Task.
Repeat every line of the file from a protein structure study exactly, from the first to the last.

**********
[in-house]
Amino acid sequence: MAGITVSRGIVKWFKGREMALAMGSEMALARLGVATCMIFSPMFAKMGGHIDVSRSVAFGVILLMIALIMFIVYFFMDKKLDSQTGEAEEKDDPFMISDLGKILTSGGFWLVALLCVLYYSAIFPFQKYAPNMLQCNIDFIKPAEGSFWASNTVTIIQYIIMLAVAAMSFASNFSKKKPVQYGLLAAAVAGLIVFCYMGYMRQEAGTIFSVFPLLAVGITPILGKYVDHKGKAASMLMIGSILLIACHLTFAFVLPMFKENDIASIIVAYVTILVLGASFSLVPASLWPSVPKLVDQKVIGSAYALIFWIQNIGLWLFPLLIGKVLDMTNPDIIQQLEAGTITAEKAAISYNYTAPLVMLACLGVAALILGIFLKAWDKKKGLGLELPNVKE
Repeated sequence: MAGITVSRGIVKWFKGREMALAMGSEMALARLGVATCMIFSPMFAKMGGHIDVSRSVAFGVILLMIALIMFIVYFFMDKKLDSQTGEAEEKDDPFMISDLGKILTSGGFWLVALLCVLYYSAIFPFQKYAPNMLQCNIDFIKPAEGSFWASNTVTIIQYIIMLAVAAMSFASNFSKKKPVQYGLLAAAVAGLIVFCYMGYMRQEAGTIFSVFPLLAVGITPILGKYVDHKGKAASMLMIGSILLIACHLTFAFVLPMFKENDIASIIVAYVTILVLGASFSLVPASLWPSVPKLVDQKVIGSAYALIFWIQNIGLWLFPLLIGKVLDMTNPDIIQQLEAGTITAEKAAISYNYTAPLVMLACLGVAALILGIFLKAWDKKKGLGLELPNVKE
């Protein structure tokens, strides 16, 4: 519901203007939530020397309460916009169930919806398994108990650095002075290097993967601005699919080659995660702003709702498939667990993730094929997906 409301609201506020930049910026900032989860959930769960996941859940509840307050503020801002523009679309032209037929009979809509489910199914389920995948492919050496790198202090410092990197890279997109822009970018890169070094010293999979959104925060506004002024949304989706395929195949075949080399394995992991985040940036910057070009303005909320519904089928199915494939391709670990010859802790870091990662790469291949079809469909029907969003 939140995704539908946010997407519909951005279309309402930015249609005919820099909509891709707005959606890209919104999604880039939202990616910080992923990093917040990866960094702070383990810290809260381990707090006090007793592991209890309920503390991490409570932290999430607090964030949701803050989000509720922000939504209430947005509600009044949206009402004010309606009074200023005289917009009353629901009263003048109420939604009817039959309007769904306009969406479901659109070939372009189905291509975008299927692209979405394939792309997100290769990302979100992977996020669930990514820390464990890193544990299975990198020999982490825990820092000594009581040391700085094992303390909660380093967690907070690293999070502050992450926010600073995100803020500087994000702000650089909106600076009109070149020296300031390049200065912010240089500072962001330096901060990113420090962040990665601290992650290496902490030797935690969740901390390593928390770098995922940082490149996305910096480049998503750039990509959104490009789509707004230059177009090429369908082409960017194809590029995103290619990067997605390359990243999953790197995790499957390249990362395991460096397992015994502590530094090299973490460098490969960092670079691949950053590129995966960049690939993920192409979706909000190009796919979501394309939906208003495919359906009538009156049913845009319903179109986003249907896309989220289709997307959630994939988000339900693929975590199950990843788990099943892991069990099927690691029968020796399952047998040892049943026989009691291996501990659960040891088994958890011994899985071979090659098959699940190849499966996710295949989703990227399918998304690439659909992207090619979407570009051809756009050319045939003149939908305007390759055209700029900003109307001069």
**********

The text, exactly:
[in-house]
Amino acid sequence: MAGITVSRGIVKWFKGREMALAMGSEMALARLGVATCMIFSPMFAKMGGHIDVSRSVAFGVILLMIALIMFIVYFFMDKKLDSQTGEAEEKDDPFMISDLGKILTSGGFWLVALLCVLYYSAIFPFQKYAPNMLQCNIDFIKPAEGSFWASNTVTIIQYIIMLAVAAMSFASNFSKKKPVQYGLLAAAVAGLIVFCYMGYMRQEAGTIFSVFPLLAVGITPILGKYVDHKGKAASMLMIGSILLIACHLTFAFVLPMFKENDIASIIVAYVTILVLGASFSLVPASLWPSVPKLVDQKVIGSAYALIFWIQNIGLWLFPLLIGKVLDMTNPDIIQQLEAGTITAEKAAISYNYTAPLVMLACLGVAALILGIFLKAWDKKKGLGLELPNVKE
Repeated sequence: MAGITVSRGIVKWFKGREMALAMGSEMALARLGVATCMIFSPMFAKMGGHIDVSRSVAFGVILLMIALIMFIVYFFMDKKLDSQTGEAEEKDDPFMISDLGKILTSGGFWLVALLCVLYYSAIFPFQKYAPNMLQCNIDFIKPAEGSFWASNTVTIIQYIIMLAVAAMSFASNFSKKKPVQYGLLAAAVAGLIVFCYMGYMRQEAGTIFSVFPLLAVGITPILGKYVDHKGKAASMLMIGSILLIACHLTFAFVLPMFKENDIASIIVAYVTILVLGASFSLVPASLWPSVPKLVDQKVIGSAYALIFWIQNIGLWLFPLLIGKVLDMTNPDIIQQLEAGTITAEKAAISYNYTAPLVMLACLGVAALILGIFLKAWDKKKGLGLELPNVKE
């Protein structure tokens, strides 16, 4: 519901203007939530020397309460916009169930919806398994108990650095002075290097993967601005699919080659995660702003709702498939667990993730094929997906 409301609201506020930049910026900032989860959930769960996941859940509840307050503020801002523009679309032209037929009979809509489910199914389920995948492919050496790198202090410092990197890279997109822009970018890169070094010293999979959104925060506004002024949304989706395929195949075949080399394995992991985040940036910057070009303005909320519904089928199915494939391709670990010859802790870091990662790469291949079809469909029907969003 939140995704539908946010997407519909951005279309309402930015249609005919820099909509891709707005959606890209919104999604880039939202990616910080992923990093917040990866960094702070383990810290809260381990707090006090007793592991209890309920503390991490409570932290999430607090964030949701803050989000509720922000939504209430947005509600009044949206009402004010309606009074200023005289917009009353629901009263003048109420939604009817039959309007769904306009969406479901659109070939372009189905291509975008299927692209979405394939792309997100290769990302979100992977996020669930990514820390464990890193544990299975990198020999982490825990820092000594009581040391700085094992303390909660380093967690907070690293999070502050992450926010600073995100803020500087994000702000650089909106600076009109070149020296300031390049200065912010240089500072962001330096901060990113420090962040990665601290992650290496902490030797935690969740901390390593928390770098995922940082490149996305910096480049998503750039990509959104490009789509707004230059177009090429369908082409960017194809590029995103290619990067997605390359990243999953790197995790499957390249990362395991460096397992015994502590530094090299973490460098490969960092670079691949950053590129995966960049690939993920192409979706909000190009796919979501394309939906208003495919359906009538009156049913845009319903179109986003249907896309989220289709997307959630994939988000339900693929975590199950990843788990099943892991069990099927690691029968020796399952047998040892049943026989009691291996501990659960040891088994958890011994899985071979090659098959699940190849499966996710295949989703990227399918998304690439659909992207090619979407570009051809756009050319045939003149939908305007390759055209700029900003109307001069």